Three Truths and One Wish

1. Truth: Healing always takes longer than I think it will. This is linked to the habitual way I rush in and try to fix it when anything is wrong. I try to hurry past the discomfort, and I get anxious when I can’t make things right. Like with Sam, I want him to be better as soon as possible, because it’s so hard for me to see him in pain and to deny him some of his favorite things, but his particular injury can take anywhere from two to six months to resolve. And if for some reason he tweaks his muscle again before he’s completely healed, we will have to start all over.

2. Truth: One essential ingredient for healing is rest. In this case, there is nothing to do. It’s all about not doing, being still. I don’t allow enough of it for myself, and that’s part of why I struggle so much — physically, emotionally, and mentally. Even when I’m exhausted, I push myself to keep going, sometimes until the only option is collapse.

3. Truth: We are all living under the shadow of death. When we were sitting on the floor with Sam last night, giving him his cold lazer treatment, Eric remarked that it reminded him of when we had Obi and Dexter put to sleep. We were in similar positions, in almost the same spot where it happened, and I totally understood what he meant. This came right after I was telling Sam we needed to get him better so he could live to be an old dog, and that eight wasn’t old. The whole thing made me think about how death is always right there, for all of us. It doesn’t care what we want, doesn’t concern itself with our schedule or plans.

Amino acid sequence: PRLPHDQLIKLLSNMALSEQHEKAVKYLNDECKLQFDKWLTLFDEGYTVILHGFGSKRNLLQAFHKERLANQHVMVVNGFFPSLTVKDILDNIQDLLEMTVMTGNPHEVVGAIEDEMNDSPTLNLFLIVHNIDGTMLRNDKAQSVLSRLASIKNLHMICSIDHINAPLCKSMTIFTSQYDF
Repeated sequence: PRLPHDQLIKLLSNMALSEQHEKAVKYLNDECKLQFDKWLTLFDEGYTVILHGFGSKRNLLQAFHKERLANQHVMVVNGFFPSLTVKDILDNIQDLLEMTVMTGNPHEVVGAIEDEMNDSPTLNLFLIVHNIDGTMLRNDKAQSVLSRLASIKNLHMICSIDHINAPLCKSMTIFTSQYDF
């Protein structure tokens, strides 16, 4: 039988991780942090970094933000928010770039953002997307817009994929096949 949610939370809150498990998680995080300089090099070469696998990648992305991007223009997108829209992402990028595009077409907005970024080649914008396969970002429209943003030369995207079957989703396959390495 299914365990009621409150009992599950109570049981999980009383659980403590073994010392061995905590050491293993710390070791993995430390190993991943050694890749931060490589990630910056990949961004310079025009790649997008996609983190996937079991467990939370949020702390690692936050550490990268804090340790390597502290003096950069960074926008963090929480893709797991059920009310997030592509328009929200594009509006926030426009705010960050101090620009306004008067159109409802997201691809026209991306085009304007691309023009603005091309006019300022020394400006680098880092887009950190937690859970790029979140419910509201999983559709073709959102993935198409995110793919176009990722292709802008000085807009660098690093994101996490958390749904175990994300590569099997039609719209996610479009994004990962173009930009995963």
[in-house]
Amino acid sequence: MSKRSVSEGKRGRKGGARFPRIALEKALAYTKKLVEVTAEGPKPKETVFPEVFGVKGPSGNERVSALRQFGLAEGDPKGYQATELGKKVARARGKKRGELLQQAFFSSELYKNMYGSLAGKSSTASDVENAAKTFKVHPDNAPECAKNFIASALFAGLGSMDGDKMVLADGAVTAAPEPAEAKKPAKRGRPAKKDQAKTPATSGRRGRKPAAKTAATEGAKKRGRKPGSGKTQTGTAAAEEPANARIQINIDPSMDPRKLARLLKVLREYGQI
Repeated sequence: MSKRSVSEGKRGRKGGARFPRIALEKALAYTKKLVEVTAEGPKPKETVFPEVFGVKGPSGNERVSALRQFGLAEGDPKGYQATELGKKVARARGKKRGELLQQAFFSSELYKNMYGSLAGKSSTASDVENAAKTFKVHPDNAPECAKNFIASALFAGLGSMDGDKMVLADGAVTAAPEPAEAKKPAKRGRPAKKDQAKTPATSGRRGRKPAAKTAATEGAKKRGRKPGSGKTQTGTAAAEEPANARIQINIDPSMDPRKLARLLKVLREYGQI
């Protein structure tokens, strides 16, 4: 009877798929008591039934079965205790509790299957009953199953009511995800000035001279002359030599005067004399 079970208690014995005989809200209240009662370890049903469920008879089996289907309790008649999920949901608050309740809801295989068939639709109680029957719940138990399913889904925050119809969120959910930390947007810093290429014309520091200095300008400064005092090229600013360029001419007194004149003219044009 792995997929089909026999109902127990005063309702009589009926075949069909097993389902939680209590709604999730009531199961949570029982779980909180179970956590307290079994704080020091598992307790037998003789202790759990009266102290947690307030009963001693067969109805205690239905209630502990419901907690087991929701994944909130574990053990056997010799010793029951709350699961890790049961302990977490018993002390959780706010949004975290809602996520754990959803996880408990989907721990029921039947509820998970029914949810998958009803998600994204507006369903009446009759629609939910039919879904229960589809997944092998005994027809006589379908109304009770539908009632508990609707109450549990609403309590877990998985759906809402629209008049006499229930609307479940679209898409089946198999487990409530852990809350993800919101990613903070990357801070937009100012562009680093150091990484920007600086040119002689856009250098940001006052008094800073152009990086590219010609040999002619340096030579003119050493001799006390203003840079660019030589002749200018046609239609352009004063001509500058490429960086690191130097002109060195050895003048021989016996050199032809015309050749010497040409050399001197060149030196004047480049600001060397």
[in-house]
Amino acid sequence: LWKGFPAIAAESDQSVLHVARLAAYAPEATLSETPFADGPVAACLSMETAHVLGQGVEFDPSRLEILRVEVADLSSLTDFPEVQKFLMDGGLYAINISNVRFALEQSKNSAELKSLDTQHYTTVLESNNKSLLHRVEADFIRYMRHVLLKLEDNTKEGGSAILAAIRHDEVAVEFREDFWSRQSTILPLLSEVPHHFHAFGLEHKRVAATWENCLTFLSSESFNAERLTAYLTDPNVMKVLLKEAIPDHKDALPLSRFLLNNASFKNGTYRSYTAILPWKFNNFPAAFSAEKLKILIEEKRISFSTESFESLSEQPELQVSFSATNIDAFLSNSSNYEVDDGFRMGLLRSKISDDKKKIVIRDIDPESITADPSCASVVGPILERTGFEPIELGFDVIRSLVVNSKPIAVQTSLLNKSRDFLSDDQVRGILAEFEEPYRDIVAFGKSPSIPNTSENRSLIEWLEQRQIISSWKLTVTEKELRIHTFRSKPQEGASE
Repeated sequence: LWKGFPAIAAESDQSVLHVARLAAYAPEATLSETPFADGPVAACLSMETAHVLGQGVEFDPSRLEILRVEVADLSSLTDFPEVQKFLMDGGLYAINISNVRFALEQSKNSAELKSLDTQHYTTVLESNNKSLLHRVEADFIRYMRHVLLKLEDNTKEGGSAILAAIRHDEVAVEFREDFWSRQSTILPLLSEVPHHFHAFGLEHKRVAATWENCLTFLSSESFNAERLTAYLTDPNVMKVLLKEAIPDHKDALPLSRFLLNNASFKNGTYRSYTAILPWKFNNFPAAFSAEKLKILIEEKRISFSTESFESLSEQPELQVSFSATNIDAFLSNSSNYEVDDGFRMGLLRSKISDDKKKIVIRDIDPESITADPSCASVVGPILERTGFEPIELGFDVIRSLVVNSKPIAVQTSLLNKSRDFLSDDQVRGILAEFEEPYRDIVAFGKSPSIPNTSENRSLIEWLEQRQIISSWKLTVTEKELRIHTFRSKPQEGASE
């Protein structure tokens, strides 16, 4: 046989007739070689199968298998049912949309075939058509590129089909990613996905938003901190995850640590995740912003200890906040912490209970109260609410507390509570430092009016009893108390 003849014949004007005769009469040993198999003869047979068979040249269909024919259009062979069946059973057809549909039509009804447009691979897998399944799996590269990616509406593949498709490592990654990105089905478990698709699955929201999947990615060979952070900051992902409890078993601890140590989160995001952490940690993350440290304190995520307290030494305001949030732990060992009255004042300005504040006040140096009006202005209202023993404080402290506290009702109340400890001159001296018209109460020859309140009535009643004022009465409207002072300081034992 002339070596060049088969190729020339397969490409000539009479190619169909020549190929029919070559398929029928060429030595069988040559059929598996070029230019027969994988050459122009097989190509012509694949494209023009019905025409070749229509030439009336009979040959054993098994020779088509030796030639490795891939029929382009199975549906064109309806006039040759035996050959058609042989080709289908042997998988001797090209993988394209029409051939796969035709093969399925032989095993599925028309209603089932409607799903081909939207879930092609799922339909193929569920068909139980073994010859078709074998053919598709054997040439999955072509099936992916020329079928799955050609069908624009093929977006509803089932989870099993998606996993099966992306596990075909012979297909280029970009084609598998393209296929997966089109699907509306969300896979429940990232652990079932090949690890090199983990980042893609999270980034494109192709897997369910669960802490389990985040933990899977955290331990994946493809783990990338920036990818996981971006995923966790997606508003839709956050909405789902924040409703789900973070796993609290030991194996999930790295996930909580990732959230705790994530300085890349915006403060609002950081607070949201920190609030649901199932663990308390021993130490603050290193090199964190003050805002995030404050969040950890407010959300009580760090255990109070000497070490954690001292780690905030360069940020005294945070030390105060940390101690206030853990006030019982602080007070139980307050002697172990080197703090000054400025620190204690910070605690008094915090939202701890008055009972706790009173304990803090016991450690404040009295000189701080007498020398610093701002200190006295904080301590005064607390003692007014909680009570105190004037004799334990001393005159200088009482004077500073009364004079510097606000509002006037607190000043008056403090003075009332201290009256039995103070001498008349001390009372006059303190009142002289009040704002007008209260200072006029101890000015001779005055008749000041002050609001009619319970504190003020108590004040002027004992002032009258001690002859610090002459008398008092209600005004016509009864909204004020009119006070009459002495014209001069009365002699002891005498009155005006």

One wish: May we be patient and gentle and spacious with our healing, allowing the time and effort (or non effort) it takes. And when the time comes, may we have an easy death.

Something Good

Morning on the Poudre River, from our morning walk

1. Lucas the Spider. A super cute video series that reminds me of Marcel the Shell.

2. The New Vanguard on The New York Times. “Our critics chose 15 remarkable books by women that are shaping the way we read and write fiction in the 21st century.”

3. Michelle Obama meets the 2-year-old who was captivated by her portrait. And they danced. In related news, This Adorable Little Girl Thinks Michelle Obama Is A Queen. (video)

4. Dear White People, Please Stop Pretending Reverse Racism Is Real. In related news, Shit White Feminists Need To Stop Doing and Catriceology: 30-Day Crash Course for White Women and How “Good” White People Silence People of Color Every Day, which says,